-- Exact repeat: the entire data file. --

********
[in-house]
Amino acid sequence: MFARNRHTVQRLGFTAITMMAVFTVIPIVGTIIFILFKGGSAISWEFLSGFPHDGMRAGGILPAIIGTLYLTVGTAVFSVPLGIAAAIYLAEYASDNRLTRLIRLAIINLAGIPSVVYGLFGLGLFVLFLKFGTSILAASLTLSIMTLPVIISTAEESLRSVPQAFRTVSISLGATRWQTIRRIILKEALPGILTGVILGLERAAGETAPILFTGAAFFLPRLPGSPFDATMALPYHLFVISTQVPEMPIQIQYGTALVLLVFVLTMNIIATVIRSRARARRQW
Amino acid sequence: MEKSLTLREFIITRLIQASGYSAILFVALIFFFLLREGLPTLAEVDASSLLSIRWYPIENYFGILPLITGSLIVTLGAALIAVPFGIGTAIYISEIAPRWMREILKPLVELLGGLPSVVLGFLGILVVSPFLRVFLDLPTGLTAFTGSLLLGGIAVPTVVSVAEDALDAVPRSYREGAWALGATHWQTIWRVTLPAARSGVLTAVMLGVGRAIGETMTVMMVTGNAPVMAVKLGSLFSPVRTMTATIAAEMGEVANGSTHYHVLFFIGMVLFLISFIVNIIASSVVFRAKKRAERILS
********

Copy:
[in-house]
Amino acid sequence: MFARNRHTVQRLGFTAITMMAVFTVIPIVGTIIFILFKGGSAISWEFLSGFPHDGMRAGGILPAIIGTLYLTVGTAVFSVPLGIAAAIYLAEYASDNRLTRLIRLAIINLAGIPSVVYGLFGLGLFVLFLKFGTSILAASLTLSIMTLPVIISTAEESLRSVPQAFRTVSISLGATRWQTIRRIILKEALPGILTGVILGLERAAGETAPILFTGAAFFLPRLPGSPFDATMALPYHLFVISTQVPEMPIQIQYGTALVLLVFVLTMNIIATVIRSRARARRQW
Amino acid sequence: MEKSLTLREFIITRLIQASGYSAILFVALIFFFLLREGLPTLAEVDASSLLSIRWYPIENYFGILPLITGSLIVTLGAALIAVPFGIGTAIYISEIAPRWMREILKPLVELLGGLPSVVLGFLGILVVSPFLRVFLDLPTGLTAFTGSLLLGGIAVPTVVSVAEDALDAVPRSYREGAWALGATHWQTIWRVTLPAARSGVLTAVMLGVGRAIGETMTVMMVTGNAPVMAVKLGSLFSPVRTMTATIAAEMGEVANGSTHYHVLFFIGMVLFLISFIVNIIASSVVFRAKKRAERILS